I thought it might be tough to find an authentic Irish bar in Hawaii, but nope, no problem there. They’ve got a great one in Honolulu called O’Toole’s. Anchorage, Alaska, has Reilly’s, which has a good Irish coffee. Of course, you’d expect them to specialize in hot drinks. And Patrick’s in Baltimore is the oldest Irish bar in America, started in 1847. That’s a really cool bar, just a neighborhood Irish pub, a real gem.
Do you have a good Irish toast that guys can recite on St. Patrick’s Day? That we can publish?
I like “The Whiskey Prayer,” which goes like this: Here’s to our whiskey, that art aged in barrels, hallowed be thy drink. They will be drunk, I will be drunk, responsibly! At home as in the tavern, give us this day, our favorite spirit, and forgive us our livers, forgiven us our spillages, as we forgive those who spill against us. And save us from hangovers, for thine is the whiskey, the Irish whiskey, the Tullamore D.E.W., forever and ever, bartenders!
Awesome. Speaking of hangovers, do you have a hangover tip?
Don’t stop. Keep going. [Laughs.] And take a one-a-day vitamin. You should actually take it twice a day, ironically.
You were born and raised in Ireland. How does St. Patrick’s Day in America differ from the one in Ireland? I hear it’s actually a bigger deal in America, is that right?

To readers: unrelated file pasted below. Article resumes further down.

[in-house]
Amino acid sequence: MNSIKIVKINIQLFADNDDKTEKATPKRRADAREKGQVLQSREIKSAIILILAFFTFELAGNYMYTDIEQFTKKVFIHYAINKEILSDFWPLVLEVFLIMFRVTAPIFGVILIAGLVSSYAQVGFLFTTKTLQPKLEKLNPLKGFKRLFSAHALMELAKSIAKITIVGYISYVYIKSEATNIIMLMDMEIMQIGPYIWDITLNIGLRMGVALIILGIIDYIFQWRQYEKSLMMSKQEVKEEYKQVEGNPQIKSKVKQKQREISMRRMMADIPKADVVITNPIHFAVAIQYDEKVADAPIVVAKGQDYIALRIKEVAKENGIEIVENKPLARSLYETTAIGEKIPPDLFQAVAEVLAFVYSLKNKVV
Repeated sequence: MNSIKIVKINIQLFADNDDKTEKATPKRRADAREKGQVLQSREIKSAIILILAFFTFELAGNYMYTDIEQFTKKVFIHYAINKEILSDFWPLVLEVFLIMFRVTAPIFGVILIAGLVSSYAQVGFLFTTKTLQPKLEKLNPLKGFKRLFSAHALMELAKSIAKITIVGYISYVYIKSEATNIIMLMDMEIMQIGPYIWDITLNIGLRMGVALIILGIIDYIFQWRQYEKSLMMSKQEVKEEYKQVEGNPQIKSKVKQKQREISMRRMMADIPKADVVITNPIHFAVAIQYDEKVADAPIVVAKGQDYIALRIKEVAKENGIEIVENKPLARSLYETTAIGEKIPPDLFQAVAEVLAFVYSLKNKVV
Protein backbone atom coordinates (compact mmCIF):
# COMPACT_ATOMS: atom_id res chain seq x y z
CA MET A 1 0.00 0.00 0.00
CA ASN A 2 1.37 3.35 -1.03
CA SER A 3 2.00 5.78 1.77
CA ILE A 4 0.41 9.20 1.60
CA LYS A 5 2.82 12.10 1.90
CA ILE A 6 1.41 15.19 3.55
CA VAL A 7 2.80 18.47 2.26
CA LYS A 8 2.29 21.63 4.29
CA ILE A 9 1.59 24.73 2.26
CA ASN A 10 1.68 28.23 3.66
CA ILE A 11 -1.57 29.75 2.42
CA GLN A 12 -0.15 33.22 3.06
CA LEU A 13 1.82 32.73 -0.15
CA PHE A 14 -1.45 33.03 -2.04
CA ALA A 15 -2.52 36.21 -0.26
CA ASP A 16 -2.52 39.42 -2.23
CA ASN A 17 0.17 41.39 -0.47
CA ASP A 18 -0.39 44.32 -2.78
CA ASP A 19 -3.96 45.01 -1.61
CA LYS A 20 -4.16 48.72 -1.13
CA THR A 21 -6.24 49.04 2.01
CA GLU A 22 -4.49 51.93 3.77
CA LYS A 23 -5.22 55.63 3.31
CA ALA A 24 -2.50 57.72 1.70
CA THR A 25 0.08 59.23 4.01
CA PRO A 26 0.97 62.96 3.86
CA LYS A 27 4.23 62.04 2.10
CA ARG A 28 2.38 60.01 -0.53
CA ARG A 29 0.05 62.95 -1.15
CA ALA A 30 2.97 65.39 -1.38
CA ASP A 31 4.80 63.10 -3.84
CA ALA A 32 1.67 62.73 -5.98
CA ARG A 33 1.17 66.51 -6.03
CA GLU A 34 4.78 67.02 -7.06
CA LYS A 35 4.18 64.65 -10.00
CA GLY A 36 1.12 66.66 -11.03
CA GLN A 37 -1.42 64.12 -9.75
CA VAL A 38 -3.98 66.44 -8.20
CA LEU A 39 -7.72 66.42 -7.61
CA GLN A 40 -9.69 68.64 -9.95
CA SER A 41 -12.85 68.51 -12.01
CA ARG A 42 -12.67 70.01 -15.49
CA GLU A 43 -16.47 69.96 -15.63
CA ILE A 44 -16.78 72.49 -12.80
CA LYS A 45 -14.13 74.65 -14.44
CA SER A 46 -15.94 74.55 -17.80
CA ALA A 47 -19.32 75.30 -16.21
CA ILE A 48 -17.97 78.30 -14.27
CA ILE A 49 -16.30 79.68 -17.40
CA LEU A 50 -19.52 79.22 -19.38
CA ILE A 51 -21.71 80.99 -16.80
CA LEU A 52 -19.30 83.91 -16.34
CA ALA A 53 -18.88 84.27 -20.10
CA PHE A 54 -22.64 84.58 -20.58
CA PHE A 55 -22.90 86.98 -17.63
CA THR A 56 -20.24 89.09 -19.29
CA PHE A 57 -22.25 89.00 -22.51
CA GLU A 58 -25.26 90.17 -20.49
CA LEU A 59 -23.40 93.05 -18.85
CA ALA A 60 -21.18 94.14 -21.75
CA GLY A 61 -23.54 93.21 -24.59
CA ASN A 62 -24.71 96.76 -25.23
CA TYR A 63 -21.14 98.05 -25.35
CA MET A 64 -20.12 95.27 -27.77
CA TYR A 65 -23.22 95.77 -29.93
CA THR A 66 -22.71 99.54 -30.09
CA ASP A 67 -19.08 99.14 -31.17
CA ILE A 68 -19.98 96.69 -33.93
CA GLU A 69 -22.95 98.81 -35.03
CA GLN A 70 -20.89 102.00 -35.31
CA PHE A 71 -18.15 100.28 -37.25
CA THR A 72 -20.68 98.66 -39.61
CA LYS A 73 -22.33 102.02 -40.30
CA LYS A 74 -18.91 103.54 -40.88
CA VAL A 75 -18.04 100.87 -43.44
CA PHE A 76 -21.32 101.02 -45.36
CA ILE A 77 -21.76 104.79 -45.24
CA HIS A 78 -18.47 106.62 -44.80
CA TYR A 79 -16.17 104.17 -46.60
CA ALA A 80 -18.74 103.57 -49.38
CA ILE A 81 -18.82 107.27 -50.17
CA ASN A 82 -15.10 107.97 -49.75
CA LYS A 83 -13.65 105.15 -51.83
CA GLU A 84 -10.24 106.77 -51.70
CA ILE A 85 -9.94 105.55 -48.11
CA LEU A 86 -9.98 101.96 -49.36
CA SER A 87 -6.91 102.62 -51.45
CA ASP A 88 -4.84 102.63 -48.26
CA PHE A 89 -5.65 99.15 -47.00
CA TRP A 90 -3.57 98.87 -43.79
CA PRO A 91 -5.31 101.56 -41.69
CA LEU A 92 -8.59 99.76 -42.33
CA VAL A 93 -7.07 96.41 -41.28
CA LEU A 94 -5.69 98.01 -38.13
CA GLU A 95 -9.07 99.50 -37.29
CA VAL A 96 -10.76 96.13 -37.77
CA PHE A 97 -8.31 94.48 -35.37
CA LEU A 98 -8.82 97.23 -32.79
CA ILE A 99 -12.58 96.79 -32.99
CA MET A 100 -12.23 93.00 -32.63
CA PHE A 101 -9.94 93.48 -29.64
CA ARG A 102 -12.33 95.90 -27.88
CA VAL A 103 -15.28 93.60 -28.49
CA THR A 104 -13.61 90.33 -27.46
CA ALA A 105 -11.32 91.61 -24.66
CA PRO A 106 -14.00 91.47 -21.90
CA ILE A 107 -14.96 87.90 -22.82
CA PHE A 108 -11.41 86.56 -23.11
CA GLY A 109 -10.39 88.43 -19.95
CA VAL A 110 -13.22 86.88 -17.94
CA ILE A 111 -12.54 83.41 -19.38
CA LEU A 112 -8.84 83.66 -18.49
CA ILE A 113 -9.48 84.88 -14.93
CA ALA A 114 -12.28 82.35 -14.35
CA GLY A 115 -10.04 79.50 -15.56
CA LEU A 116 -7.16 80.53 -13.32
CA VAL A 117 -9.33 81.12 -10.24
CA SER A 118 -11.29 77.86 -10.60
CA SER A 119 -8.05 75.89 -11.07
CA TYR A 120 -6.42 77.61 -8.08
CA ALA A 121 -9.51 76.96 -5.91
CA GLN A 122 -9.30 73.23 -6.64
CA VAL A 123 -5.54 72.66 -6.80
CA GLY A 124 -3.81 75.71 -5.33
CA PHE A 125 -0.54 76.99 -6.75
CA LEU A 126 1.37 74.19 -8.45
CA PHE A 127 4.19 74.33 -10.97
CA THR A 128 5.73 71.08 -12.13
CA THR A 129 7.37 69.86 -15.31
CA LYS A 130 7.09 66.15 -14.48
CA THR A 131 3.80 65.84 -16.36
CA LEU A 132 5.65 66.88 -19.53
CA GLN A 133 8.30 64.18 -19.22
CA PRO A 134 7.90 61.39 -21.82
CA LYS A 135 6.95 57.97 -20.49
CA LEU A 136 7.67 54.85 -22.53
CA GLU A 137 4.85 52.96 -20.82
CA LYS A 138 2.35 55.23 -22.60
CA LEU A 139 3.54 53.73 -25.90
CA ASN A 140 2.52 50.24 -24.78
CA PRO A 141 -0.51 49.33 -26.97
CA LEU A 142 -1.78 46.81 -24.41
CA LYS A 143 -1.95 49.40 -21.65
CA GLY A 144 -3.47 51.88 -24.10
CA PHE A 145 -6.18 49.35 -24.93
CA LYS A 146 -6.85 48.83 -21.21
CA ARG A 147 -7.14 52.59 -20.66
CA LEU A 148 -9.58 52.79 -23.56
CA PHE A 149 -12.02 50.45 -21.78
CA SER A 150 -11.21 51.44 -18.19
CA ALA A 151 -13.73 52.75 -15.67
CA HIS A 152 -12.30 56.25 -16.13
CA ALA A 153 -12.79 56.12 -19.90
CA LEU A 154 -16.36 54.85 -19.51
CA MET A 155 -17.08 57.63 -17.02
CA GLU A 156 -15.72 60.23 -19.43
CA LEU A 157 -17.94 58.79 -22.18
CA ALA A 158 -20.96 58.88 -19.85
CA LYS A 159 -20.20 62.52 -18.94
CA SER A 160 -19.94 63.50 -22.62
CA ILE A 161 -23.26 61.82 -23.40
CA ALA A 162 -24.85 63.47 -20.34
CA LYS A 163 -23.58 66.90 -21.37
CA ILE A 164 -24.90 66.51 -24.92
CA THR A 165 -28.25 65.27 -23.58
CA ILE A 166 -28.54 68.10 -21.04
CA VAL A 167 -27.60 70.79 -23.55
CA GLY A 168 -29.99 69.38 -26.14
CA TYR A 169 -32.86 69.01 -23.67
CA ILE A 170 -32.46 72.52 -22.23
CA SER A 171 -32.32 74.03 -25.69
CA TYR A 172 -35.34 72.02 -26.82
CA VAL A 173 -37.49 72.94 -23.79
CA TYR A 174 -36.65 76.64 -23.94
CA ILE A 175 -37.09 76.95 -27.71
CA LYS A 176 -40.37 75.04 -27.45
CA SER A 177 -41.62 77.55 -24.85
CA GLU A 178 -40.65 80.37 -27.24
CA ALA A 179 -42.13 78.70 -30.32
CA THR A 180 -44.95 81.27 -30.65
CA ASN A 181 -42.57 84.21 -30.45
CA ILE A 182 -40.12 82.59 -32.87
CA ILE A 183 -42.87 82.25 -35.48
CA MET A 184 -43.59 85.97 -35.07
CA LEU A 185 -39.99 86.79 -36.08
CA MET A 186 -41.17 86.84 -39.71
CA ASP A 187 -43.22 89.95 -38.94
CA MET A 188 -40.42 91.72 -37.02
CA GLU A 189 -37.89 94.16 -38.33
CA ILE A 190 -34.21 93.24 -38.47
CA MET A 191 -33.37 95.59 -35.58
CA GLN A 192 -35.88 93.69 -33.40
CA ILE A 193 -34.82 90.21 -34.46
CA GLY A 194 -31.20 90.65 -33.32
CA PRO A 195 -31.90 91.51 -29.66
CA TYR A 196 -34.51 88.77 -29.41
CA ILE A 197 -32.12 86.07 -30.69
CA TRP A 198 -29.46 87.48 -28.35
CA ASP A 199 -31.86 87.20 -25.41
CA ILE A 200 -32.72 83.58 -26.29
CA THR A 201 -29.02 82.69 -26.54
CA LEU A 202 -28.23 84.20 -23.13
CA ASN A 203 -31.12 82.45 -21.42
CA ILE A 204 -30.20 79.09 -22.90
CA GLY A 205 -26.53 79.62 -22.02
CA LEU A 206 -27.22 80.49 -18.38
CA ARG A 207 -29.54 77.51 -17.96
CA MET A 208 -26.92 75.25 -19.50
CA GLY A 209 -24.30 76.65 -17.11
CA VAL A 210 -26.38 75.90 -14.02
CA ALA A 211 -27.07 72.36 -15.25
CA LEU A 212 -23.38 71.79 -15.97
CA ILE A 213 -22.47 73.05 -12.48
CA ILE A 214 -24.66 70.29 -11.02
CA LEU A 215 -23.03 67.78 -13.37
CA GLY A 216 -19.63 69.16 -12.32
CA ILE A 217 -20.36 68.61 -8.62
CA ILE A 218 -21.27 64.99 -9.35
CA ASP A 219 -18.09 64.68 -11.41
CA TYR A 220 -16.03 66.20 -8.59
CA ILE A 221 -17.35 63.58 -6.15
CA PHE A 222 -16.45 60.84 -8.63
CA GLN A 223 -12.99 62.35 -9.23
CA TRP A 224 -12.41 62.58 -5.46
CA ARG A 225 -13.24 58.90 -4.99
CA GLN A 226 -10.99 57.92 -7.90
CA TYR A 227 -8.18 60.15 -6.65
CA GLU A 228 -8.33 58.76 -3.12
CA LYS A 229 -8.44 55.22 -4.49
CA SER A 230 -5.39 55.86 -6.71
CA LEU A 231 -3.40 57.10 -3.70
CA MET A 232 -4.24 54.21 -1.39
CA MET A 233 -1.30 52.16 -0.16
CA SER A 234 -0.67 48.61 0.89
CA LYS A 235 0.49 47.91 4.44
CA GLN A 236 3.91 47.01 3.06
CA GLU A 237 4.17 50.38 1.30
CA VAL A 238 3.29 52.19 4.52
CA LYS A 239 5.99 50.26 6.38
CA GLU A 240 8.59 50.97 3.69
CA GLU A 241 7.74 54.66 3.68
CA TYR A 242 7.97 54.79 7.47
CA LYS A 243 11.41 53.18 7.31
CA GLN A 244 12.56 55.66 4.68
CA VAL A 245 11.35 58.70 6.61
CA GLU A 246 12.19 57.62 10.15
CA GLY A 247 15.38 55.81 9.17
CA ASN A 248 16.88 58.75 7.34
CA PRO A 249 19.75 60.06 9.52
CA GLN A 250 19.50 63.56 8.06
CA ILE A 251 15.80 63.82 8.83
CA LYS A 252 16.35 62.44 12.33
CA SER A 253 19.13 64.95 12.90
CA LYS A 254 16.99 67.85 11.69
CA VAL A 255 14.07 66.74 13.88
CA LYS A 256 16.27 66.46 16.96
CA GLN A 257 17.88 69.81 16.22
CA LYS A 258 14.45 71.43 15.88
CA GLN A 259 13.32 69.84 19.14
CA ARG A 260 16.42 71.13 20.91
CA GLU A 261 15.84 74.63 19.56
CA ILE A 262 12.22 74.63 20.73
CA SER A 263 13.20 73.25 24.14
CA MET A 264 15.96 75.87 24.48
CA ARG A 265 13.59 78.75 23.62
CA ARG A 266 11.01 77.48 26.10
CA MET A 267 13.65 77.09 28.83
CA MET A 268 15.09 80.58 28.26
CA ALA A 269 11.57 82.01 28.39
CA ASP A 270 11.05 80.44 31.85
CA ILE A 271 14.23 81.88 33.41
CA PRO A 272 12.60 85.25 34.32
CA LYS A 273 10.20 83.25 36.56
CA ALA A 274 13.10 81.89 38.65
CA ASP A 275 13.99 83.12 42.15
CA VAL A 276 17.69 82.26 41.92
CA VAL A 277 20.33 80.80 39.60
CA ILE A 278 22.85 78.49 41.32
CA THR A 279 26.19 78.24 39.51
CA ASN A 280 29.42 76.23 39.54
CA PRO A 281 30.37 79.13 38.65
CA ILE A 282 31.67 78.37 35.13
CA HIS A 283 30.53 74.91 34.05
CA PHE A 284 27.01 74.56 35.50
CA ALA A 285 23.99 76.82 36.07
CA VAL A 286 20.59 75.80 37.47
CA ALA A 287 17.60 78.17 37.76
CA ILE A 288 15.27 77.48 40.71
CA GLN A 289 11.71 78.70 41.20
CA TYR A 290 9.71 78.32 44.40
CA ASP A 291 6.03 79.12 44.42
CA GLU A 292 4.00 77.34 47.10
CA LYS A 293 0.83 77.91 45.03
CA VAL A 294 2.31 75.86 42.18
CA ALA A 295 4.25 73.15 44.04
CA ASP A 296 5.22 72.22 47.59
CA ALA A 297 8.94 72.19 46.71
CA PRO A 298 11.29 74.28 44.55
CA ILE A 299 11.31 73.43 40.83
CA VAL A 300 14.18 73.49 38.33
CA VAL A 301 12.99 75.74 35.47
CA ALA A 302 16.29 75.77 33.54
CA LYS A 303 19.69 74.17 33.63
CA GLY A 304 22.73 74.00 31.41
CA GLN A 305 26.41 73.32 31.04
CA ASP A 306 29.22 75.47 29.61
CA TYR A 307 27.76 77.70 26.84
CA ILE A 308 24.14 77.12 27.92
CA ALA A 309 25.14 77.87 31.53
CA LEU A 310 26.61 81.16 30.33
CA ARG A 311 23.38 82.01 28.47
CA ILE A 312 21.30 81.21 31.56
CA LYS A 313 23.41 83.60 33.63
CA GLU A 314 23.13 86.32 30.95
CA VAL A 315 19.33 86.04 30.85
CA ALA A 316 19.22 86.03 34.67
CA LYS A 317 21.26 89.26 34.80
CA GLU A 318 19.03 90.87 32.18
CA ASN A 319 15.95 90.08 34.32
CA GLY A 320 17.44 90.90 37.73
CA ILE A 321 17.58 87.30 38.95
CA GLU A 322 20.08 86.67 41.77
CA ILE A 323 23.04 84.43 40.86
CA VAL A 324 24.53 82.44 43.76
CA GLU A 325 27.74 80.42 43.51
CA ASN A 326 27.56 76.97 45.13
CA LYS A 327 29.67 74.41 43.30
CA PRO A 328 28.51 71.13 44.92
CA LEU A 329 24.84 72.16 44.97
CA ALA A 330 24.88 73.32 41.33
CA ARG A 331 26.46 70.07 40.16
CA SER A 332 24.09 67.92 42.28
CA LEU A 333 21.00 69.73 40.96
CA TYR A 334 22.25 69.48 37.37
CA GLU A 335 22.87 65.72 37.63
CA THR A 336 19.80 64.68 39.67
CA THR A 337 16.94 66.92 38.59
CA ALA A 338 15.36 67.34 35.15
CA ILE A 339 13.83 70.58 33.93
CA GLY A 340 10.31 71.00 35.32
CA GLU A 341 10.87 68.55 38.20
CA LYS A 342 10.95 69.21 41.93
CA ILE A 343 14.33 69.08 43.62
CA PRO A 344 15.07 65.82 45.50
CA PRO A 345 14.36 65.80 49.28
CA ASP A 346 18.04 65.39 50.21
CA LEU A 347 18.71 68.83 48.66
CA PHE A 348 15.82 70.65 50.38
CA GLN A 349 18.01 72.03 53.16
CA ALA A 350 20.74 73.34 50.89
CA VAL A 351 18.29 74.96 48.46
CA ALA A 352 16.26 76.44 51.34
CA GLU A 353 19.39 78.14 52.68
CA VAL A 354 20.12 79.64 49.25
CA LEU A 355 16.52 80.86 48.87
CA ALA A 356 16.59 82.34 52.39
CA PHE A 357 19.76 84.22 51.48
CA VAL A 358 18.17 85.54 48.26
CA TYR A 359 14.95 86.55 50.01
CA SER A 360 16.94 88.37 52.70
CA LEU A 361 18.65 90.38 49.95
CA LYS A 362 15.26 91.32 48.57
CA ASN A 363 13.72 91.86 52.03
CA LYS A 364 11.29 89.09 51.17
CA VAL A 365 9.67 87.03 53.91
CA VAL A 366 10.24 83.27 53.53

Well, it’s different. In Ireland, it’s a national holiday. The kids are off from school. You start the morning with a traditional Irish breakfast. Then you go to the parade. Then you go to the local pub. No need to say local “Irish” pub because that would be redundant. Between St. Patrick’s Day and Christmas, those are the two biggest days on the calendar in Ireland. But in America, there are bigger parades. Because they just don’t have the population for that in Ireland.
And here’s a fun fact: Until 1961, St. Patrick’s Day in Ireland was a holy day and so there was no drinking allowed. The liquor stores and bars were closed. One of the only places you could drink was at the Royal Dublin Dog Show, because “Royal” means English which means they didn’t observe the Irish holiday. But for the rest of the Irish, I’m sure that St. Patrick’s Day in Ireland in 1962 must have been quite a day.
By the way, how are you getting around to all of these states?
At the beginning I was flying. But since then, I have mostly been driving. I did take one train, so I can say I’ve used planes, trains and automobiles.
Well, I want to go next year.
We’ve been discussing that. We may do 50 countries in 30 days next year. We’ll figure it out.
So what have you learned? What’s your biggest takeaway from this journey?
One, America is a massive, massive country. I now know that. Two, Tullamore D.E.W. tastes great in all 50 states. And three, the Irish pub is a really great environment. Everyone is welcome. It’s got such a friendly, unpretentious atmosphere. One night you can go there with a friend, have some good affordable food and discuss business. And the next night, you can come in, sit on a bar stool and empty a bottle of whiskey and stay there all night. It’s good for all occasions.
You can catch up on Tim’s travels via his Twitter feed here. And if you’re in New York City on St. Patrick’s Day, you can find Tim at his final stop on the 50-state tour, the Dead Rabbit in the Financial District.